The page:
The second component of our code creates an `MxData` object. The example above, reproduced here, first references the object where our data is, then uses the `type` argument to specify that this is raw data.

```
mxData(
observed=oneFactorRaw,
type="raw"
)
```

If we were to use a covariance matrix and vector of means as data, we would replace the existing `mxData` function with this one:

```
mxData(
observed=oneFactorCov,
type="cov",
numObs=500,
means=oneFactorMeans
)
```

Model specification is carried out using `mxMatrix` functions to create matrices for a RAM specified model. The **A** matrix specifies all of the assymetric paths or regressions in our model. In the common factor model, these parameters are the factor loadings. This matrix is square, and contains as many rows and columns as variables in the model (manifest and latent, typically in that order). Regressions are specified in the **A** matrix by placing a free parameter in the row of the dependent variable and the column of independent variable.

The common factor model requires that one parameter (typically either a factor loading or factor variance) be constrained to a constant value. In our model, we’ll constrain the first factor loading to a value of 1, and let all other loadings be freely estimated. All factor loadings have a starting value of one and labels of `"l1"` - `"l6"`.

```
# asymmetric paths
mxMatrix(
type="Full",
nrow=7,
ncol=7,
values=c(0,0,0,0,0,0,1,
0,0,0,0,0,0,1,
0,0,0,0,0,0,1,
0,0,0,0,0,0,1,
0,0,0,0,0,0,1,
0,0,0,0,0,0,1,
0,0,0,0,0,0,0),
free=c(F, F, F, F, F, F, F,
F, F, F, F, F, F, T,
F, F, F, F, F, F, T,
F, F, F, F, F, F, T,
F, F, F, F, F, F, T,
F, F, F, F, F, F, T,
F, F, F, F, F, F, F),
labels=c(NA,NA,NA,NA,NA,NA,"l1",
NA,NA,NA,NA,NA,NA,"l2",
NA,NA,NA,NA,NA,NA,"l3",
NA,NA,NA,NA,NA,NA,"l4",
NA,NA,NA,NA,NA,NA,"l5",
NA,NA,NA,NA,NA,NA,"l6",
NA,NA,NA,NA,NA,NA,NA),
byrow=TRUE,
name="A"
)
```

The second matrix in a RAM model is the **S** matrix, which specifies the symmetric or covariance paths in our model. This matrix is symmetric and square, and contains as many rows and columns as variables in the model (manifest and latent, typically in that order). The symmetric paths in our model consist of six residual variances and one factor variance. All of these variances are given starting values of one and labels `"e1"` - `"e6"` and `"varF1"`.

```
# symmetric paths
mxMatrix(
type="Symm",
nrow=7,
ncol=7,
values=c(1,0,0,0,0,0,0,
0,1,0,0,0,0,0,
0,0,1,0,0,0,0,
0,0,0,1,0,0,0,
0,0,0,0,1,0,0,
0,0,0,0,0,1,0,
0,0,0,0,0,0,1),
free=c(T, F, F, F, F, F, F,
F, T, F, F, F, F, F,
F, F, T, F, F, F, F,
F, F, F, T, F, F, F,
F, F, F, F, T, F, F,
F, F, F, F, F, T, F,
F, F, F, F, F, F, T),
labels=c("e1", NA, NA, NA, NA, NA, NA,
NA, "e2", NA, NA, NA, NA, NA,
NA, NA, "e3", NA, NA, NA, NA,
NA, NA, NA, "e4", NA, NA, NA,
NA, NA, NA, NA, "e5", NA, NA,
NA, NA, NA, NA, NA, "e6", NA,
NA, NA, NA, NA, NA, NA, "varF1"),
byrow=TRUE,
name="S"
)
```

The third matrix in our RAM model is the **F** or filter matrix. Our data contains six observed variables, but the **A** and **S** matrices contain seven rows and columns. For our model to define the covariances present in our data, we must have some way of projecting the relationships defined in the **A** and **S** matrices onto our data. The **F** matrix filters the latent variables out of the expected covariance matrix, and can also be used to reorder variables.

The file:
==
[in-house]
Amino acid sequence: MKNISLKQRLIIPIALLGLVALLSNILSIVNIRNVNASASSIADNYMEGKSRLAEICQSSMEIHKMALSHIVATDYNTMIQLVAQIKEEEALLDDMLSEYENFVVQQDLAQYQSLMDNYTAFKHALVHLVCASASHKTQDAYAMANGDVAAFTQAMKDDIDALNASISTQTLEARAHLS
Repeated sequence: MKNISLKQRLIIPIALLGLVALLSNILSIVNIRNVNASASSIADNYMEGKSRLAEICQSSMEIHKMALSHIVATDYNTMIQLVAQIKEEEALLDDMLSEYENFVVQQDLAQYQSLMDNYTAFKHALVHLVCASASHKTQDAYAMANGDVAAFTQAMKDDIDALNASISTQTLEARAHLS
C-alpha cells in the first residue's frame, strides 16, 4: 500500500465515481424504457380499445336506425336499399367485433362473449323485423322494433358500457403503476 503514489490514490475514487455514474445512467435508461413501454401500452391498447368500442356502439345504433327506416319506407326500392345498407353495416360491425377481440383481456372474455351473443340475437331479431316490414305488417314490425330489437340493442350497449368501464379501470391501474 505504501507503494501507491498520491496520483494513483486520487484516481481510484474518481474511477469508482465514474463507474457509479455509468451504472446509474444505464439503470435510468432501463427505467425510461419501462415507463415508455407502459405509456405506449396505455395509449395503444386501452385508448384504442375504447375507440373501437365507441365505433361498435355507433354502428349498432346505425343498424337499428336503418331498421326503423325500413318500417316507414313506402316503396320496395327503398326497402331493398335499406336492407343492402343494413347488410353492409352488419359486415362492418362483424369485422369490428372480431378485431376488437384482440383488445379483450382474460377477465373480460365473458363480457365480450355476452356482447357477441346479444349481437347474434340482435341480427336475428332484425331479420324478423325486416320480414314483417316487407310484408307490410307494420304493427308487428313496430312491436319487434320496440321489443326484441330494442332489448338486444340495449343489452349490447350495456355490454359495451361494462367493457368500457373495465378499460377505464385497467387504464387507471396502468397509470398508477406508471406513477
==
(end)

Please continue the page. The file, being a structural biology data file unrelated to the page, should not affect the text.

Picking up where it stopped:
The **F** matrix will always contain the same number of rows as manifest variables and columns as total (manifest and latent) variables. If the manifest variables in the **A** and **S** matrices precede the latent variables and are in the same order as the data, then the **F** matrix will be the horizontal adhesion of an identity matrix and a zero matrix. This matrix contains no free parameters, and is made with the `mxMatrix` function below.

```
# filter matrix
mxMatrix(
type="Full",
nrow=6,
ncol=7,
free=FALSE,
values=c(1,0,0,0,0,0,0,
0,1,0,0,0,0,0,
0,0,1,0,0,0,0,
0,0,0,1,0,0,0,
0,0,0,0,1,0,0,
0,0,0,0,0,1,0),
byrow=TRUE,
name="F"
)
```

The last matrix of our model is the **M** matrix, which defines the means and intercepts for our model. This matrix describes all of the regressions on the constant in a path model, or the means conditional on the means of exogenous variables. This matrix contains a single row, and one column for every manifest and latent variable in the model. In our model, the latent variable has a constrained mean of zero, while the manifest variables have freely estimated means, labeled `"meanx1"` through `"meanx6"`.

```
# means
mxMatrix(
type="Full",
nrow=1,
ncol=7,
values=c(1,1,1,1,1,1,0),
free=c(T,T,T,T,T,T,F),
labels=c("meanx1","meanx2","meanx3",
"meanx4","meanx5","meanx6",
NA),
name="M"
)
```

The final part of this model is the objective function. This defines both how the specified matrices combine to create the expected covariance matrix of the data, as well as the fit function to be minimized. In a RAM specified model, the expected covariance matrix is defined as:

The expected means are defined as:

The free parameters in the model can then be estimated using maximum likelihood for covariance and means data, and full information maximum likelihood for raw data. While users may define their own expected covariance matrices using other objective functions in OpenMx, the `mxRAMObjective` function yields maximum likelihood estimates of structural equation models when the **A**, **S**, **F** and **M** matrices are specified. The **M** matrix is required both for raw data and for covariance or correlation data that includes a means vector. The `mxRAMObjective` function takes four arguments, which are the names of the `A`, `S`, `F` and `M` matrices in your model.

```
mxRAMObjective("A", "S", "F", "M")
```

The model now includes an observed covariance matrix (i.e., data) and the matrices and objective function required to define the expected covariance matrix and estimate parameters.

The model can now be run using the `mxRun` function, and the output of the model can be accessed from the `@output` slot of the resulting model. A summary of the output can be reached using `summary()`.

```
oneFactorFit <- mxRun(oneFactorModel)
oneFactorFit@output
summary(oneFactorFit)
```